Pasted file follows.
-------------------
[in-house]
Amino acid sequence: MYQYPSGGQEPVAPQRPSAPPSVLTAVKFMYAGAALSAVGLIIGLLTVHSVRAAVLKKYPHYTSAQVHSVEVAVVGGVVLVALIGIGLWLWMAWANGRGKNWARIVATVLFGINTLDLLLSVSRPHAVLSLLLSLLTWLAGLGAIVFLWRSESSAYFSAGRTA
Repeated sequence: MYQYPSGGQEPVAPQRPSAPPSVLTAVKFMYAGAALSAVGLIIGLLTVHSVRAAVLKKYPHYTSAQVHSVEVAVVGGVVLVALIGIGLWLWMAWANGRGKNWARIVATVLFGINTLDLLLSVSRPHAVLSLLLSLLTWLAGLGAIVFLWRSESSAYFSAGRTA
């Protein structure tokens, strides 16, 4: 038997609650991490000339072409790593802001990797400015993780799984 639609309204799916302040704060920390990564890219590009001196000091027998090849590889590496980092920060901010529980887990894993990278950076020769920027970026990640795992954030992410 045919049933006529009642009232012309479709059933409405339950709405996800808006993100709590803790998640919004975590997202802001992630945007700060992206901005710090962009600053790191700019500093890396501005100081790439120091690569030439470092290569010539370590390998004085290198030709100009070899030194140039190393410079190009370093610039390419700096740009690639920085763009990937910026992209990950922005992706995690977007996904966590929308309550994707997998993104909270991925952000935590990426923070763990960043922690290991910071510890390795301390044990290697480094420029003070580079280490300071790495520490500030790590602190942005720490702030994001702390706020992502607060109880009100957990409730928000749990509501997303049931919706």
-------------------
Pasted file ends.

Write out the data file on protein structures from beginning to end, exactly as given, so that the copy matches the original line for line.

[in-house]
Amino acid sequence: MYQYPSGGQEPVAPQRPSAPPSVLTAVKFMYAGAALSAVGLIIGLLTVHSVRAAVLKKYPHYTSAQVHSVEVAVVGGVVLVALIGIGLWLWMAWANGRGKNWARIVATVLFGINTLDLLLSVSRPHAVLSLLLSLLTWLAGLGAIVFLWRSESSAYFSAGRTA
Repeated sequence: MYQYPSGGQEPVAPQRPSAPPSVLTAVKFMYAGAALSAVGLIIGLLTVHSVRAAVLKKYPHYTSAQVHSVEVAVVGGVVLVALIGIGLWLWMAWANGRGKNWARIVATVLFGINTLDLLLSVSRPHAVLSLLLSLLTWLAGLGAIVFLWRSESSAYFSAGRTA
């Protein structure tokens, strides 16, 4: 038997609650991490000339072409790593802001990797400015993780799984 639609309204799916302040704060920390990564890219590009001196000091027998090849590889590496980092920060901010529980887990894993990278950076020769920027970026990640795992954030992410 045919049933006529009642009232012309479709059933409405339950709405996800808006993100709590803790998640919004975590997202802001992630945007700060992206901005710090962009600053790191700019500093890396501005100081790439120091690569030439470092290569010539370590390998004085290198030709100009070899030194140039190393410079190009370093610039390419700096740009690639920085763009990937910026992209990950922005992706995690977007996904966590929308309550994707997998993104909270991925952000935590990426923070763990960043922690290991910071510890390795301390044990290697480094420029003070580079280490300071790495520490500030790590602190942005720490702030994001702390706020992502607060109880009100957990409730928000749990509501997303049931919706």